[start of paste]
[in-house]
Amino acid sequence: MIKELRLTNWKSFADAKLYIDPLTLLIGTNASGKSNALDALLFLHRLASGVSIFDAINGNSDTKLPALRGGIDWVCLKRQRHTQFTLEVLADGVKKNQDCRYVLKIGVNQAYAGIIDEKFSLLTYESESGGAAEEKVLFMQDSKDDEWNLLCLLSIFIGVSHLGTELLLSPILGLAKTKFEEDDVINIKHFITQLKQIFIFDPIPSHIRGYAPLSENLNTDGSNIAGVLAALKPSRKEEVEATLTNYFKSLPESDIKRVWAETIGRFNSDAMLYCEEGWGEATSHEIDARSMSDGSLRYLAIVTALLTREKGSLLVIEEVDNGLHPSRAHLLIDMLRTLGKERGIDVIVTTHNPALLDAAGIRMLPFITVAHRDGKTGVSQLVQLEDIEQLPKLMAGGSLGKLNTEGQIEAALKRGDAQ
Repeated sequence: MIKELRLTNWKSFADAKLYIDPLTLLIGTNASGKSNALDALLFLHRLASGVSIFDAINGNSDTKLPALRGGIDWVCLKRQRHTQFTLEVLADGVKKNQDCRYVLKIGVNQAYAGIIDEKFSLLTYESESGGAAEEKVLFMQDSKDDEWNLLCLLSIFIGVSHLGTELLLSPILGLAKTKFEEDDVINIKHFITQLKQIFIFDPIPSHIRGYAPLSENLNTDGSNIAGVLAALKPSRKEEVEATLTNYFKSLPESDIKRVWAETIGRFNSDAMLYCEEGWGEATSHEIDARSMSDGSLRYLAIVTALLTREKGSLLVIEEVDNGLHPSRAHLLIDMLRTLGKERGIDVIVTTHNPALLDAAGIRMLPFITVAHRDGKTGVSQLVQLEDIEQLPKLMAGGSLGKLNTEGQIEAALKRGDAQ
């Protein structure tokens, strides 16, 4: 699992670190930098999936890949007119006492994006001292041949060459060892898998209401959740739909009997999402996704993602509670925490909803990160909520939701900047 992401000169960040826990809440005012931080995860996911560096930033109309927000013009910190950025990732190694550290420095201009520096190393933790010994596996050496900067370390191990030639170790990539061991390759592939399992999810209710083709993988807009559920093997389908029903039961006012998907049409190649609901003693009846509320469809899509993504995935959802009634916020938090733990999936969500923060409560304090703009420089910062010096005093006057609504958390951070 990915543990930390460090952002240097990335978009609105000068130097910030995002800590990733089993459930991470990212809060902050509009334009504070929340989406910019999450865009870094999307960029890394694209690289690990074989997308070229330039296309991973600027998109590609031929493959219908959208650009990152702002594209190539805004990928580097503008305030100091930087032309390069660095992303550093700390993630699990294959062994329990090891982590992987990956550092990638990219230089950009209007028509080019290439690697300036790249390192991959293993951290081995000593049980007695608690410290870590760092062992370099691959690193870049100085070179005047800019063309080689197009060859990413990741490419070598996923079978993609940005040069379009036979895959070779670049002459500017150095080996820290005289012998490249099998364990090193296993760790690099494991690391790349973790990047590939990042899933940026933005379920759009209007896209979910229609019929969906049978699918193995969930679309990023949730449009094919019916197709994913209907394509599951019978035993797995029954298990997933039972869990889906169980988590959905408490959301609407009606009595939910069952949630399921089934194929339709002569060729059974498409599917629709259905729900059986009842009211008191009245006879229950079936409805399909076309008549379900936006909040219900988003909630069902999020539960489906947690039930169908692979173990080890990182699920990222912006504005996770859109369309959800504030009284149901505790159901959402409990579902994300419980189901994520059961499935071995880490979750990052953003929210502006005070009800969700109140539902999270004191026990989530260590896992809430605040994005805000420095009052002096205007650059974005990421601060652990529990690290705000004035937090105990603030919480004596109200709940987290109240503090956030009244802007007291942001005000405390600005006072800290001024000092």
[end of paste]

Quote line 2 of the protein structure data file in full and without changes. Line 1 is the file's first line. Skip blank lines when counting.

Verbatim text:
Amino acid sequence: MIKELRLTNWKSFADAKLYIDPLTLLIGTNASGKSNALDALLFLHRLASGVSIFDAINGNSDTKLPALRGGIDWVCLKRQRHTQFTLEVLADGVKKNQDCRYVLKIGVNQAYAGIIDEKFSLLTYESESGGAAEEKVLFMQDSKDDEWNLLCLLSIFIGVSHLGTELLLSPILGLAKTKFEEDDVINIKHFITQLKQIFIFDPIPSHIRGYAPLSENLNTDGSNIAGVLAALKPSRKEEVEATLTNYFKSLPESDIKRVWAETIGRFNSDAMLYCEEGWGEATSHEIDARSMSDGSLRYLAIVTALLTREKGSLLVIEEVDNGLHPSRAHLLIDMLRTLGKERGIDVIVTTHNPALLDAAGIRMLPFITVAHRDGKTGVSQLVQLEDIEQLPKLMAGGSLGKLNTEGQIEAALKRGDAQ